Tens of thousands of East Tennesseans may not know flood risk
The First National Flood Risk Assessment greatly expands FEMA's flood maps - no longer in just floodplains
KNOXVILLE, Tenn. (WVLT) -Tens of thousands of homes in East Tennessee are at risk for flooding, and there’s a good chance that the people that live there have no idea, according to a report--the First National Flood Risk Assessment.
“I wouldn’t be viciously concerned about it. It’s such a deep river,” a South Knoxville homeowner named Cody told WVLT News. “It would take a heck of a lot of rain to actually wash it out.” However, he could be wrong about that according to the new data.
WVLT Meteorologist Ben Cathy went to South Knoxville to find some areas experts considered to be in ‘extreme risk’ for flooding over the next few decades. It’s not really an area many think about flooding. Researchers from the First Street Foundation think that will change in the years ahead.
“Our flood factor score is really a 30-year accumulation risk statistic,” Dr. Jeremy Hunter said.
Dr. Hunter and Dr. Ed Kearns put together the Risk Assessment.
“We understand that the environment is changing and despite all the discussions around it, it’s a reality,” Dr. Kearns said. He worked for National Oceanic and Atmospheric Administration (NOAA) for more than a decade before joining the team. “It’s a physical reality that we’re facing.”
Along with top flood experts, they’ve expanded FEMA’s flood risk map, and given it all away for free.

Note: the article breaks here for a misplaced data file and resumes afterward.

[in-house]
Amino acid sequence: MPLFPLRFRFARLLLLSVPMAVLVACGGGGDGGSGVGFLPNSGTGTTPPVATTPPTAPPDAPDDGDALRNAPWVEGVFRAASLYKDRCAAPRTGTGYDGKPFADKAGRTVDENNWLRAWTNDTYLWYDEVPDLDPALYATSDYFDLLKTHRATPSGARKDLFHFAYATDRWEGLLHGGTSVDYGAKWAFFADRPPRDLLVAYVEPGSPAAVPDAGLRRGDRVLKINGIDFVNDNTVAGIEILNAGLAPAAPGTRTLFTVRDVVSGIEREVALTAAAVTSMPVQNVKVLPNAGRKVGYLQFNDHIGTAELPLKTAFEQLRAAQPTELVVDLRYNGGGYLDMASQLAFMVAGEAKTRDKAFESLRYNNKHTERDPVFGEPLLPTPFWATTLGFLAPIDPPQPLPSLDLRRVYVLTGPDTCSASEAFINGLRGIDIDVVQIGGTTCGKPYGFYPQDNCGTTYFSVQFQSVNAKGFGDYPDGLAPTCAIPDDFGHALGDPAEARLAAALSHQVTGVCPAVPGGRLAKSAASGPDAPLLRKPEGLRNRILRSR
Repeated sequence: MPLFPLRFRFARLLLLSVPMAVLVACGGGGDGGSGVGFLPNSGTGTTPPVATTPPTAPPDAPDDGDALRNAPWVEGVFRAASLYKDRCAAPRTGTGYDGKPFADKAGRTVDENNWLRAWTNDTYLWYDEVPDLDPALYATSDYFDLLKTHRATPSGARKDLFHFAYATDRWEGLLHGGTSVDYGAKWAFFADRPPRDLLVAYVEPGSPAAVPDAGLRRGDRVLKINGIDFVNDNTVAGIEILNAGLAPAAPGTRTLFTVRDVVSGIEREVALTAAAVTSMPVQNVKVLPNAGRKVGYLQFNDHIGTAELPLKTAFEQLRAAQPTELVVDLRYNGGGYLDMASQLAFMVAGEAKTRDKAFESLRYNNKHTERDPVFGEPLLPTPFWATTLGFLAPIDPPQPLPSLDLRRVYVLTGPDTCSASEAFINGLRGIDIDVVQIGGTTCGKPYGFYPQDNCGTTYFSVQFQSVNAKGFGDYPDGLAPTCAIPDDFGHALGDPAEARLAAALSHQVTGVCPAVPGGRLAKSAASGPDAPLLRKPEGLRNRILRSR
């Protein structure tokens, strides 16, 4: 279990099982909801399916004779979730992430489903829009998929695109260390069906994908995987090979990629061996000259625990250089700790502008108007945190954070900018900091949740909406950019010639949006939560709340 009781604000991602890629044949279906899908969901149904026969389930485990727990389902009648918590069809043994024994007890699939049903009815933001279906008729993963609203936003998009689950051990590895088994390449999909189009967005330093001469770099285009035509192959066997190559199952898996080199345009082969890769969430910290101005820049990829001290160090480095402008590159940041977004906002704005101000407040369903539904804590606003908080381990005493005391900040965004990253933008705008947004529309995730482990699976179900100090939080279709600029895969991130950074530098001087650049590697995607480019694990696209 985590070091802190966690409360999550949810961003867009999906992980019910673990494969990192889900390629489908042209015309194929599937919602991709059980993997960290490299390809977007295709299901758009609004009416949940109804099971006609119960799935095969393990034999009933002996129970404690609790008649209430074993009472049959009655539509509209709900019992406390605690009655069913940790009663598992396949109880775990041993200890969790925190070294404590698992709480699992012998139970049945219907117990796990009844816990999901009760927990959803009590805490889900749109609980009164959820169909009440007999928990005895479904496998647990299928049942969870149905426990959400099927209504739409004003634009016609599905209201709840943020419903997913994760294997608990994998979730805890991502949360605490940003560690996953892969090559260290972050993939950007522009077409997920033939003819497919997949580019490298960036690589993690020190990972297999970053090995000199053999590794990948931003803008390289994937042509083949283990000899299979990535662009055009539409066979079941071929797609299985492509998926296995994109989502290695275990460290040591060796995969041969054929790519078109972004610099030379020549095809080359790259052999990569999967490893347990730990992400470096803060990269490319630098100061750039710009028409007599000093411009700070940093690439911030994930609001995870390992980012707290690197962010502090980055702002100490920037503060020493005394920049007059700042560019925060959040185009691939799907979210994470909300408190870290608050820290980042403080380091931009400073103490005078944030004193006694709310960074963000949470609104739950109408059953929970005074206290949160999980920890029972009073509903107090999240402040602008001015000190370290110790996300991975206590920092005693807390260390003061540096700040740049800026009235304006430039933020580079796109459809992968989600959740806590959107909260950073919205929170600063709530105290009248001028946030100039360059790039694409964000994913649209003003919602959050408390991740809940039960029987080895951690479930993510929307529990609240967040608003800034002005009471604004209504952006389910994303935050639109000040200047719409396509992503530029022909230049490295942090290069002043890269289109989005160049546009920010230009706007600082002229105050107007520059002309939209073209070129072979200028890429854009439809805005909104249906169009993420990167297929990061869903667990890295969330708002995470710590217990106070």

“We really want them to be empowered with this knowledge that they’re facing risks,” the experts said. “And to take steps to address that risk.”
Cody lives along the river-front. He didn’t want to disclose his last name, but said he’s a PhD student at the University of Tennessee. He said he got his house at a rock-bottom price since he plans to move in a few years.
“I’m not super concerned about that long-term risk of flood,” he said.
In the Flood Risk Assessment report, maroon dots mean an ‘extreme’ flood threat. There’s a lot of maroon on the map, but not all of it is around the rivers.
“This river here at this point, it has a bend in it,” Cody said. “And they’ve put a lot of rip-rap there down at the bank. I guess just to prevent wash-out.”
Cody is not bearing that risk alone.
“So Knoxville, Chattanooga, the smaller creeks and tributaries that are at the bases of these mountains, we’re finding places that FEMA just doesn’t map.”
Like small rills and creeks near Knoxville that have flooded in recent weeks, they aren’t in your classic floodplain, but we all know how bad they can flood.
“Rainfall is becoming heavier. And this is a risk that we can’t ignore. If we ignore, (it’s) at our own peril,” Dr. Kearns said.
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